The Art of Remaster: The Wonderful 101 Remastered

The Wonderful 101 was originally released on the Nintendo Wii U back in August 2013. It is a character action game where you control a large group of miniature heroic agents who fight against the GEATHJERK Federation. Now, thanks to the efforts of a Kickstarter fundraising, The Wonderful 101 Remastered is available on the Nintendo Switch, PS4, and PC. Our editor, Maurice, covered the original release and gave it a favorable score. So how does the remaster stack up?


First off, since the game was designed for the Wii U and made use of the second screen, a slight redesign was in order. The second screen which acted as a locator of your Wonderful-One members, member select for your Unite-Morphs, inventory, skill switching, and bottle-cap (achievements) viewer can be toggled to appear on the bottom right of the screen. This was actually a feature in the original, but active usage of items or skill switching can’t be done in this manner. So this is technically a downgrade but in my opinion, although it doesn’t factor into the player experience all that much. You can also change to a splitscreen display by holding down the left stick and adjust the size of the two screens with the shoulder buttons. This actually works better than the picture-in-picture if you want both screens up.

Doesn’t make for the best gaming experience…

There’s also some small additions for first-timers. A complaint in the original was that there was a lack of control tutorials, with which I do agree. There are now more on-screen tutorials throughout the game; these felt annoying to me, but their placement made sense due to the number of “mini-game” segments. There is also a new skill chip added called “Full Automatic” which automatically attacks for the player at the cost of dropping one score rank. This is definitely helpful at the beginning of the game but it becomes a liability to your score when you encounter more difficult enemies later in the game.

This is another example of the more context-sensitive tutorials.

One last adjustment was noting an obscure move called Multi-Unite. This move allows you to create multiple Unite Morphs to attack in tandem by drawing the shape and pressing the top face button. Many players did not know the move existed in the original, so it was made a purchasable move. The other remaining features are the Time Attack mode and the two Luka side missions which will be available at a later date.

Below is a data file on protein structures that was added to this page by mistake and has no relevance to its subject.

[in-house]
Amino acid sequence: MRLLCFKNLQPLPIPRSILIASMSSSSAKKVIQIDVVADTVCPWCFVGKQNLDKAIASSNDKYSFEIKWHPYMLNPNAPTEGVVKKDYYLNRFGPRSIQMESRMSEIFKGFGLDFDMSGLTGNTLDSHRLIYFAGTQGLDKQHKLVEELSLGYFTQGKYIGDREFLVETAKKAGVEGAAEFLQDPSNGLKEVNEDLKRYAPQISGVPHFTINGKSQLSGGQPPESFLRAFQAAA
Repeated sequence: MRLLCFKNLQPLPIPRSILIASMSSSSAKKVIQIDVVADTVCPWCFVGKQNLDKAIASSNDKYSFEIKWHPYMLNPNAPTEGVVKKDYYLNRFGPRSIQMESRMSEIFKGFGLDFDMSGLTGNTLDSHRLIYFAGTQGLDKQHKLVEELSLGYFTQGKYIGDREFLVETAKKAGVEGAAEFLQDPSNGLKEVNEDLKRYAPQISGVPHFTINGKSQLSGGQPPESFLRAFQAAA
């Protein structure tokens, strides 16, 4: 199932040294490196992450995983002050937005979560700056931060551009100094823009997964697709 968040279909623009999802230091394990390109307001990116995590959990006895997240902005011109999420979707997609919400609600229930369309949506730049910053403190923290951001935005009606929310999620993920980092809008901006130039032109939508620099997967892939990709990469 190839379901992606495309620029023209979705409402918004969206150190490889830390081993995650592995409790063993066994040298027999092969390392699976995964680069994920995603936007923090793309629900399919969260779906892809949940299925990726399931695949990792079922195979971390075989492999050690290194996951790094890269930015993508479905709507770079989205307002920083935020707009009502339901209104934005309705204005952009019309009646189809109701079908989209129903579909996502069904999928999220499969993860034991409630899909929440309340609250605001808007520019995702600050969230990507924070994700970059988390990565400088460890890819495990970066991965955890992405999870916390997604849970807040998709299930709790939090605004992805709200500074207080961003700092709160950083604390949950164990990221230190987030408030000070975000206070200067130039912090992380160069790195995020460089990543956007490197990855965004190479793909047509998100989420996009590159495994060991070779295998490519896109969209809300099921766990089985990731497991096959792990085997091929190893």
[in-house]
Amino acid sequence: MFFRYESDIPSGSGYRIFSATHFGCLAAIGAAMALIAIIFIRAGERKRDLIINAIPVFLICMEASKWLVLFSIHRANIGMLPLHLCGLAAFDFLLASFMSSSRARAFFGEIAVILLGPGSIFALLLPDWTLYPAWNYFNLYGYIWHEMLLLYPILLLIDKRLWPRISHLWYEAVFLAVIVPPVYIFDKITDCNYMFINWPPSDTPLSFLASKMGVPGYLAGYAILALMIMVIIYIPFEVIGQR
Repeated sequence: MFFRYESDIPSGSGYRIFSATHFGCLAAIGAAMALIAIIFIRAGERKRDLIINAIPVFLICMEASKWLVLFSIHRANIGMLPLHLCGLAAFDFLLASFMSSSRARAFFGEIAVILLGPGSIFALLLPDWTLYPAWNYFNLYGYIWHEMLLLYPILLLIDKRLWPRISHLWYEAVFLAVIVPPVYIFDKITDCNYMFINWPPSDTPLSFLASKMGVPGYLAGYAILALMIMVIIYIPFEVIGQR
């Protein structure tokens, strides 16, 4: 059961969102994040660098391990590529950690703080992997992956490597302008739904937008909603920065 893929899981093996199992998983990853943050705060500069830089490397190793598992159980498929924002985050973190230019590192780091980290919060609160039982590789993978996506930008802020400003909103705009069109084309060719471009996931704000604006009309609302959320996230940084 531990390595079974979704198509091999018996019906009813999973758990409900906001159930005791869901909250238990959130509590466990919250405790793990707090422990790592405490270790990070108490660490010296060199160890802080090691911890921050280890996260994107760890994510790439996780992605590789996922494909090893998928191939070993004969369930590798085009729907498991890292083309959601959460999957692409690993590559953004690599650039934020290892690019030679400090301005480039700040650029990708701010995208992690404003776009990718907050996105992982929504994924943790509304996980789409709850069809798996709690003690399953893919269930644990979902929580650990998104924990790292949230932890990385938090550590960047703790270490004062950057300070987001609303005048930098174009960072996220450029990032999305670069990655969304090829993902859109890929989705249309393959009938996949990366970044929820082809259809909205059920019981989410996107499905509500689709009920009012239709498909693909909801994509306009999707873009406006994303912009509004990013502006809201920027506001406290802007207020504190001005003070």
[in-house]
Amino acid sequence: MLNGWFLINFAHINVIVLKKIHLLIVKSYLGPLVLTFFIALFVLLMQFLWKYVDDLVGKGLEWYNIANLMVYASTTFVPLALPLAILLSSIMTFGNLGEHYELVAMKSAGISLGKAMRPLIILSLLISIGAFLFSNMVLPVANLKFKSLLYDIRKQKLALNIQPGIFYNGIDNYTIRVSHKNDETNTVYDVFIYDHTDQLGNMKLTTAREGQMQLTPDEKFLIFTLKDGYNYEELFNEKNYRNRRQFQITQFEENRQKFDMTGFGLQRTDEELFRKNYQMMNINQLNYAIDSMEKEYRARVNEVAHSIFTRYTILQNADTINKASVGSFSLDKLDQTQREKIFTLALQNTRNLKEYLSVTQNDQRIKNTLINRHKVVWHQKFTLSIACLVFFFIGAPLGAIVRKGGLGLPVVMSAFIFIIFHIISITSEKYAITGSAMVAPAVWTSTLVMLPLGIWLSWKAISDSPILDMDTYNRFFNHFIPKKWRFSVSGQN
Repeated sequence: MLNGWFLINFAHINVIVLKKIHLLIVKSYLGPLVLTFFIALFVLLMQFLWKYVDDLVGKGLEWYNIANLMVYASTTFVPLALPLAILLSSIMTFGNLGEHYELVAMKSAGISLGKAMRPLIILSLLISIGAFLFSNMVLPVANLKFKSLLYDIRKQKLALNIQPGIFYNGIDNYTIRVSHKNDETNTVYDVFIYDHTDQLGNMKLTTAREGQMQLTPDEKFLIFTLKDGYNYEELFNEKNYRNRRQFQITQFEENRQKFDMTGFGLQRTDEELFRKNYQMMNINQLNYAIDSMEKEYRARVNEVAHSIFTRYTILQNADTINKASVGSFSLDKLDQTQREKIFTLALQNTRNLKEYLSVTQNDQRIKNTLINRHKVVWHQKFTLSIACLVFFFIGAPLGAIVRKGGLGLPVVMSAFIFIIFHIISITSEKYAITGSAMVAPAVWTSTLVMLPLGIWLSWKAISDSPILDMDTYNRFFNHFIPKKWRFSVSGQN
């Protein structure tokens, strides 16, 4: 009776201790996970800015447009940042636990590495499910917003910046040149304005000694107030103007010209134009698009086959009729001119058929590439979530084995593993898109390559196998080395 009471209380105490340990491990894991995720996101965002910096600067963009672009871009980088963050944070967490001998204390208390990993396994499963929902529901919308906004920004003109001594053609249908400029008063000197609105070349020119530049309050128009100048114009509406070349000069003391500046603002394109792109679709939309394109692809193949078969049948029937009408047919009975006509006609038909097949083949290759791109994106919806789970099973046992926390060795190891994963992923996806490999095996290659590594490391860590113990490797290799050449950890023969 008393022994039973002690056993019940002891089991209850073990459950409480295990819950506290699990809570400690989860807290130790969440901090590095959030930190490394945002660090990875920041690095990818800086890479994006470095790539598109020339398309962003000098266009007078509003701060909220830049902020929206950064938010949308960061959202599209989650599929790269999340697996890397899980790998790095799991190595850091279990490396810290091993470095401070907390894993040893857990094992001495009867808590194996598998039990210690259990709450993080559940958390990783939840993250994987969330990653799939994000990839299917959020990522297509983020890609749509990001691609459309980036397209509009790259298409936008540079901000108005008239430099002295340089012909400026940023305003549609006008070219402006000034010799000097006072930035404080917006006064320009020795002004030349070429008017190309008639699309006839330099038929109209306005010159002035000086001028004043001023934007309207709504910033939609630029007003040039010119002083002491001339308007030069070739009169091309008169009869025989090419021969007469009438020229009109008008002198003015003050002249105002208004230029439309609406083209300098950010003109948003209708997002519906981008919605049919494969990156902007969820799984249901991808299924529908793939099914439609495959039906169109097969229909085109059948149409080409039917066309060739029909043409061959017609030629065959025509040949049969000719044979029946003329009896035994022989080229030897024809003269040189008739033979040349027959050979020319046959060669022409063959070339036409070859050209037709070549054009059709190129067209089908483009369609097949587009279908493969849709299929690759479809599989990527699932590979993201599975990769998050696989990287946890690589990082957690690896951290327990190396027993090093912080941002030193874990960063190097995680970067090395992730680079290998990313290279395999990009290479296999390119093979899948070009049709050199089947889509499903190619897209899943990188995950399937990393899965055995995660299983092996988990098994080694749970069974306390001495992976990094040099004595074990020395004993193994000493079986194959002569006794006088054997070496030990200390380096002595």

The first Multi-Unite costs 300000. It’s a lot of money but it’s worth buying.


During the Kickstarter campaign, the game was promised to have 60 FPS at full HD 1080p resolution. While the visual upgrade from the original 720p resolution is nice, the frame rate is not consistent. The PS4 and PC versions are unable to reach 60 FPS due to a graphical error, though they still maintain a smooth 57-59 FPS rate. However, the Switch version suffers from awkward fluctuations and can only reach up to about 42 FPS. There are still some visual bugs like the in-game character models leaning to one side or some models getting stuck on geometry. The only graphical effects available are HDR and V-sync, while basic anti-aliasing is forced on. YouTube channel Digital Foundry broke down the graphical performance across all available platforms.


A significant issue that still exists is how loose the player’s drawings can be interpreted. Sometimes the shape can be confused with another Unite Morph since the game doesn’t actually look for the shape but the directional input to make the shape. Drawing the shapes, even in the original game, definitely takes a while to manage in tandem of movement. But when things start to click, you’ll start feeling like a style master. In terms of difficulty, it seems to be the same, though apparently difficulty adjustments were made for more consistency. I remember performing decently but struggling specifically on one mission near the end and ended up doing about the same in the remaster.

The line thought I was drawing Unite Hand but I wanted Unite Hammer.

Final Thoughts

The Wonderful 101 is one of my most favorite games ever. The game is such an amazing experience all the way through. It has fantastic combat design, a rousing soundtrack, and a plot escalation that manages to outdo itself on every encounter. This is one of the remaining Wii U titles that needed a re-release on modern platforms. The work done in The Wonderful 101 Remastered isn’t perfect, but it doesn’t detract from the original experience. You’re still in for one of PlatinumGames’s best curated experiences.

I will rep this game til the day I die.

Sam Kim

Sam Kim is a Southern California dude trying to find the path God has chosen for him. While not much of a talker, he likes open discussion about video games and how to pursue your passions while living Christ-like. Currently passionate about: Video editing, podcasting, video game dialogue and writing.

Leave a Reply